To identify 288 disease-progression events, 362 patients will be recruited. This number of patients gives the study 80% power to detect a hazard ratio of 1.40 between the two treatments. Recruitment was completed by July 1997. Figure 1 shows projected vs actual accrual in May 1997.
Patients randomized to the investigational arm will receive UFT 300 mg/m2/day divided into three equal daily doses for 28 days, followed by 1 week of rest. In addition, these patients will receive leucovorin 90 mg divided into three equal daily doses for 28 days. Patients receiving the control treatment will receive 5-FU 425 mg/m2/day plus leucovorin 20 mg/m2/day for 5 days every 35 days.
Patients will be assessed for tumor response and symptoms at every cycle, with computed tomography scans performed every two cycles. Symptom evaluation includes assessment of pain, analgesic use, weight loss, and performance status. An estimation of medical time required by patients in both arms of the study, including primary care and specialist treatment, will be made as part of a pharmacoeconomic evaluation. In responding patients, computed tomography scans will be repeated 5 weeks later to confirm response.
Patients with histologically confirmed metastatic colorectal adenocarcinoma, with bidimensionally measurable disease or evaluable disease located outside previously irradiated fields (all measurements ³ 1.5 cm) are considered eligible to participate in this study. Subjects are between 18 and 75 years of age, have an Eastern Cooperative Oncology Group performance status score of 0 to 2, and have completed any prior colorectal adjuvant treatment at least 6 months prior to enrollment.
In addition, eligible patients have a granulocyte count ³ 2,000/mm3, platelet count ³ 100,000/mm3, total bilirubin £ 1.5 × upper limit of normal, and creatinine levels £ 1.5 ´ upper limit of normal. No serious concurrent uncontrolled medical disorder or prior malignancies were allowed, and all patients gave their informed consent.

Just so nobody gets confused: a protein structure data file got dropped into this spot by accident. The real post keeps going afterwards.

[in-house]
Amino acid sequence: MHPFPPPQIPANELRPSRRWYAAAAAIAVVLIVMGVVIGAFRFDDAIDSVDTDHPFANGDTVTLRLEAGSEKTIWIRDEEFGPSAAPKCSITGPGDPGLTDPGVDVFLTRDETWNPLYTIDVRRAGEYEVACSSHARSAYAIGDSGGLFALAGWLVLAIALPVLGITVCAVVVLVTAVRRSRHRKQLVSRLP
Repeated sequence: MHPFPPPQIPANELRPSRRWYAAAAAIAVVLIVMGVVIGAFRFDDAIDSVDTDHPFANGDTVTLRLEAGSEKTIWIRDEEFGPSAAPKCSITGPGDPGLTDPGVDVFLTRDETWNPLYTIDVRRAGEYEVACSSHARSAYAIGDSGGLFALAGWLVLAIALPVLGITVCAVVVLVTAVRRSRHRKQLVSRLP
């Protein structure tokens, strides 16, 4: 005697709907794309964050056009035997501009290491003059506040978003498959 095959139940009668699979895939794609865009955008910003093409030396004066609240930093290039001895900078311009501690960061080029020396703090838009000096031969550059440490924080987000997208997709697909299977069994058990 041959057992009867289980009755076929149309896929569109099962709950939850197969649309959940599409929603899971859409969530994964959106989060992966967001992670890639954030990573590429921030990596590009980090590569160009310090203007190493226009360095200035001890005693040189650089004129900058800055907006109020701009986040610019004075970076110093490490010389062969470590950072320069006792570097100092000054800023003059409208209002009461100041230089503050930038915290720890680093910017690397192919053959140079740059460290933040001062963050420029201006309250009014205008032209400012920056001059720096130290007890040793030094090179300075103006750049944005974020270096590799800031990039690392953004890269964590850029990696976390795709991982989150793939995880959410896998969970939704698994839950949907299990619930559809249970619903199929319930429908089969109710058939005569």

As outlined in Table 1, 47 centers in 15 countries had enrolled a total of 302 patients by May 1997. Of this total, 46 patients had received prior adjuvant chemotherapy, and 256 were chemotherapy naive. Patients were generally of good performance status, with 173 patients at grade 0 and 129 patients at grade 1 or 2. Recruitment was completed July 1997.
Modulated 5-FU remains the standard therapy for colorectal carcinoma. Infusional regimens appear to have benefits over bolus schedules, in terms of both efficacy and toxicity. However, delivery of continuous-infusion 5-FU has been known to result in problems, particularly relating to Hickman line complications.
UFT, which uses a tegafur and uracil combination, represents an interesting new development that results in increased tumor concentrations of 5-FU in preclinical models. The multiple daily dosing and good bioavailability of this product enables us to evaluate a prolonged-exposure treatment that is easy to administer. Early clinical studies using UFT combined with either low- or high-dose leucovorin have reported good activity with a very acceptable toxicity profile.
Therefore, a UFT plus low-dose leucovorin schedule was chosen for comparison with standard therapy comprising a 5-day bolus schedule of 5-FU plus low-dose leucovorin. The multicenter, multinational study recruitment of 362 patients has now been completed and is awaiting analysis. The primary end point of this study is to compare time to progression between the two treatments, looking for a 40% improvement in time to progression in the UFT/leucovorin-treated group.
UFT represents an interesting new product for the treatment of colorectal cancer and a range of other malignancies sensitive to 5-FU. Data from a number of randomized clinical trials comparing UFT/leucovorin with standard therapy are eagerly awaited to identify the potential therapeutic role of the newer regimen.